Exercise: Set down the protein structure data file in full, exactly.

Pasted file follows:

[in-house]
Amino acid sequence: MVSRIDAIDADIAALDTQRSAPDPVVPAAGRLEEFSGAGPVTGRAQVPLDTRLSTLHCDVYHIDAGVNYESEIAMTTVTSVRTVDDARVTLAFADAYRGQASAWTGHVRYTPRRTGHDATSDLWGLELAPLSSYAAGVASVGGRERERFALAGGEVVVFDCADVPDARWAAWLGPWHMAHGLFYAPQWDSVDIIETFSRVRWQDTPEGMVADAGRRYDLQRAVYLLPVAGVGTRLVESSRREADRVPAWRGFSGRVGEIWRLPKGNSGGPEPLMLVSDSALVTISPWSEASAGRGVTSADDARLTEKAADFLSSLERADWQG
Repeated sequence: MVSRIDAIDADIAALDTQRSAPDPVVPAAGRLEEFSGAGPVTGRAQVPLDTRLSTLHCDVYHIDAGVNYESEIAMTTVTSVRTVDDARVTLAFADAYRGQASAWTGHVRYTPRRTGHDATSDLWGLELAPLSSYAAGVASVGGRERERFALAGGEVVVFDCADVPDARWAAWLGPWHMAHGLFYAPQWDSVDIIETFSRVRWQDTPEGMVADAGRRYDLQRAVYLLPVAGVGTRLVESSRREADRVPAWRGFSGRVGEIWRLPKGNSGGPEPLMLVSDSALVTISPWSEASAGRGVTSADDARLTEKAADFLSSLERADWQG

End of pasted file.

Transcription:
[in-house]
Amino acid sequence: MVSRIDAIDADIAALDTQRSAPDPVVPAAGRLEEFSGAGPVTGRAQVPLDTRLSTLHCDVYHIDAGVNYESEIAMTTVTSVRTVDDARVTLAFADAYRGQASAWTGHVRYTPRRTGHDATSDLWGLELAPLSSYAAGVASVGGRERERFALAGGEVVVFDCADVPDARWAAWLGPWHMAHGLFYAPQWDSVDIIETFSRVRWQDTPEGMVADAGRRYDLQRAVYLLPVAGVGTRLVESSRREADRVPAWRGFSGRVGEIWRLPKGNSGGPEPLMLVSDSALVTISPWSEASAGRGVTSADDARLTEKAADFLSSLERADWQG
Repeated sequence: MVSRIDAIDADIAALDTQRSAPDPVVPAAGRLEEFSGAGPVTGRAQVPLDTRLSTLHCDVYHIDAGVNYESEIAMTTVTSVRTVDDARVTLAFADAYRGQASAWTGHVRYTPRRTGHDATSDLWGLELAPLSSYAAGVASVGGRERERFALAGGEVVVFDCADVPDARWAAWLGPWHMAHGLFYAPQWDSVDIIETFSRVRWQDTPEGMVADAGRRYDLQRAVYLLPVAGVGTRLVESSRREADRVPAWRGFSGRVGEIWRLPKGNSGGPEPLMLVSDSALVTISPWSEASAGRGVTSADDARLTEKAADFLSSLERADWQG